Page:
(Spoiler alert, I get a little excited!)
Let me tell you a story. It’s 2012, and I’m walking the floor at my first Play Expo convention in Manchester. This is like the one me and Mike attended at Blackpool back in April, but it’s much bigger. I’m enjoying the Arcade machines, pinball tables, and of course, the weird and wonderful selection of consoles. I was fairly new to the niche stuff back then and it was definitely an experience to get my hands on some of these lesser known machines.
One stood out above all the rest. I pretty much fell in love at first sight. Sharp, crisp vector graphics, with all the playability of the better Atari 2600 games.
I’d just met the Vectrex.
Developed by Western Technologies/Smith Engineering, and distributed first by General Consumer Electronics, the Vectrex was launched in America in November 1982. The distribution was taken over by Milton Bradley (you might recognise their logo from board games like Mousetrap) and the Vectrex showed up in the UK in May of 1983. Yes ladies and gentlemen, the console I discovered 4 years ago was on this planet 10 months before I was born!
However, due to poor sales and lack of interest, the Vectrex would be discontinued in the early months of 1984. Units were sold off at bargain prices and retailers wanted to get rid as soon as possible. A remarkably short lifespan!
Why? I’ll tell you. This is around the time of the great videogame crash in America. People had gotten fed up with videogames. There was so much junk out there on the market that consumer confidence was at an all-time low. Nintendo would show up with the NES to save the day in the States, while us Brits were busy learning to program with the likes of the ZX Spectrum. The Vectrex was forgotten and consigned to the scrap heap.
In the passing years, however, the console’s built a cult following of retro game enthusiasts like myself. There are so few of them left in the wild that they command quite a high price on popular auction sites. And there’s no denying it….. the console is a LOT of fun to play!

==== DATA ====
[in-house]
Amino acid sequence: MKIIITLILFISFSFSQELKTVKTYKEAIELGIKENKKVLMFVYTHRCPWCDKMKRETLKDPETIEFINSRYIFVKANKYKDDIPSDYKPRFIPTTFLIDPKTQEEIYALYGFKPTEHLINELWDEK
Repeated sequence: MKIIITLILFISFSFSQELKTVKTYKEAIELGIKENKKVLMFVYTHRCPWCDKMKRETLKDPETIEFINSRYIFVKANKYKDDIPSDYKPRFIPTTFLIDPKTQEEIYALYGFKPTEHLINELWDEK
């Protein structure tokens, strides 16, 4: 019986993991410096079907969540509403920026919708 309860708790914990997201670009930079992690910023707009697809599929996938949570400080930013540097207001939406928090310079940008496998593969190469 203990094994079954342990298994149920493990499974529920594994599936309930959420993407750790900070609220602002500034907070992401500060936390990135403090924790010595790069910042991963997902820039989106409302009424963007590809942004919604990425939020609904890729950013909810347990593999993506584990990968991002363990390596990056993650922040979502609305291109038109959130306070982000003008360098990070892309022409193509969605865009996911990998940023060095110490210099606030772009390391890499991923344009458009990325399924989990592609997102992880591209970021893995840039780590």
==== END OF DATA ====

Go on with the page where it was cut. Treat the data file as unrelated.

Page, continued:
The first thing you notice about this contraption is that it has it’s own screen. No plugging it into a telly! The Vectrex’s screen is specially built to display Vector/Line graphics, and it’s the ONLY system ever built to utilise this. The result is a bright, sharp display that catches and holds your attention. The drawback is that the Vectrex display is monochrome. To give the perception of colour, Vectrex games would come with plastic overlays that you could swap between depending on the game. (See top image) I never cared for these, though. The graphics look great to me just as they are!
The sound isn’t bad for a machine this old. Think of the bleeps and bloops of an Atari and you’re almost there. Some of the crashes and explosion effects are really good.
Controller – See the feature image. Vectrex controllers are long, rectangular affairs with a Joystick and 4 action buttons. When you’re not using it you can turn it sideways and it slots neatly into the front of the console. 2 players can play if you get a second controller, although these are rare and expensive!
I finally nabbed my own Vectrex as a Christmas present from my wonderful other half in 2013! We managed to get one at a bargain price from Ebay. The controller needed some work, but I couldn’t be happier. It’s one of the crown jewels of the games room!
Due to the short life of the Vectrex, the original game lineup is quite limited. A handful of Arcade ports such as Asteroids (re-labelled Mine Storm) and Berzerk really do show this system’s potential. They come on cartridges and fit into the port on the side of the console.
Remember I said the Vectrex had a cult following? I meant it. There are several people STILL developing games for this system, which is incredible. The best solution is to be like me and buy a Multi-Cart. This contains EVERY game released for the system as well as a whole host of games made by the community. My favourites are City Bomber, VFrogger, and the reason I fell in love in the first place – Patriots…. a fan-made version of the Arcade classic, Missile Command. There’s so much to try, you won’t get bored!
I take my own vectrex for a spin and show you a couple of games. Enjoy!
This is one of my favourite consoles in the games room. It’s so unique, and quirky! Obviously I can’t say “go out and pick one up” because it’s such a niche platform. But if you can, play one of these at a gamng convention like I did, or Ask nicely and I might let you have a go on mine!
My real concern is how long this thing will last. I had to open up my controller and clean the circuit board to make sure the buttons worked as they should! The hardware and the accessories are getting rarer and rarer, and as time goes by, their value keeps rising. This is a collector’s piece for sure, and an amazing part of gaming history!
Hope you enjoyed my Vectrex hands on. Click the buttons, follow, comment, you know the drill!